Meanwhile a private bidder Auckland City Council has been offered $75,000,000 for a council car park. What a dreadful thing that would be if the council sold off this prime city land for cars to park and for a private enterprise to gain, both in car parking, and in capital gain. As they said in a The Nation programme on TV3, they are developing around traffic hubs. Of course. That means the public pays for the transport infrastructure and private land “owners” benefit from rising land values. Not fair, all wrong. Let logic prevail!

Reservations about Crown Leasehold Land. There are many who will have reservations about the government or the local board buying up their land. The alternative we used to have was that the Government pays you for your land, and the title of your property then bears a covenant, an obligation to pay a ground rent from then on, whoever owns the land. While it is more difficult to explain to the public, a covenant of this nature would give much more peace of mind when it comes to secure tenure of the land. “Leasehold title” has such a bad reputation that it is difficult to explain there are no sudden rent rises if the rent is linked to an index and that the tenure is for a lifetime, with rights that your descendants can get the next lease. No matter how much this is explained it may be better to have a covenant.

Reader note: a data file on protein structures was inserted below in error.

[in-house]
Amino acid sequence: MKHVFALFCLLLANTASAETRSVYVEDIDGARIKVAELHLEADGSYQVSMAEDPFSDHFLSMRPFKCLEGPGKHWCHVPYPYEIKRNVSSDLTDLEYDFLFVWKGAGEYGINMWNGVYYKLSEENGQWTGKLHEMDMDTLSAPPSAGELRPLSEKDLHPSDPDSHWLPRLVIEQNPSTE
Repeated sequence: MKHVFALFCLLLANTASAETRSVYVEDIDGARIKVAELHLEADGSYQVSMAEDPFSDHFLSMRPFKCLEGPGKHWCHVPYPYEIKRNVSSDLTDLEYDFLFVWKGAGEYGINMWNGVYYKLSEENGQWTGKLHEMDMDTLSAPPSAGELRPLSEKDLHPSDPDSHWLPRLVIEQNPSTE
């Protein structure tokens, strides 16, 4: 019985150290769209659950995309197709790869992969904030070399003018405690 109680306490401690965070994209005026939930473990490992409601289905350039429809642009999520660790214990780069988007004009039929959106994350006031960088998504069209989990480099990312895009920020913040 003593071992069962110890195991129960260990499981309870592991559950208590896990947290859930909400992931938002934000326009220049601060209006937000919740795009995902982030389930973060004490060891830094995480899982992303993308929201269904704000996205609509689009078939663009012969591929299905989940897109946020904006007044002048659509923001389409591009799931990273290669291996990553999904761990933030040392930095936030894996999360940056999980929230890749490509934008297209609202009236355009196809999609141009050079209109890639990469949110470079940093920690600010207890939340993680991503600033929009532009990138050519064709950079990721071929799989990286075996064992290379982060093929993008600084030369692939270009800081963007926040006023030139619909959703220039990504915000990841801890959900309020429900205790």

Be Sociable, Share!

One thought on “Why not create a national currency at local level?

  1. 1. It should not be exchangeable. See below.

    2. Creation and spending of new national money at the local level will stimulate the local economy to the extent that the money stays in circulation locally and is not siphoned off for national taxes, not invested/spent out-of-district by locals, and not removed as profit by businesses with staff and shareholders living elsewhere. Thus there will still be a tendency for wealth to flow to where the wealthiest live and where economic activity is most vigorous, but so long as it is not tradeable with the NZ$ or any foreign currency the rate of flow will be less than for our current national currency.
    A key advantage of local currencies is that they remain almost entirely in local circulation.
    (BTW, we will still need to have a Financial Transactions Tax to deter speculative trading in currencies.)

    3. Given that Local Boards will have the power/ability to create new money to purchase land to then be owned by the Local Board and taxed (land rentals), hapu (or iwi) should have this same ability, which would go a good way to restoring their sovereignty.

    It is not the Christchurch City Council that has bought up the land but the Government (which intends re-selling it to large investors/developers for expensive residential [or maybe a little mixed-use] development.

    We have VERY restricted local democracy in Christchurch. Govt blamed Environment Canterbury for slow implementation of water management, sacked it and runs the show using the powers that they had been refusing to grant ECan. The Govt., through Gerry Brownlee and the special powers of CERA (Canterbury Earthquake Recovery Authority), have final say on what happens in Chch and can over-ride policies, plans or decisions of CCC.

Add Comment Register



Leave a Reply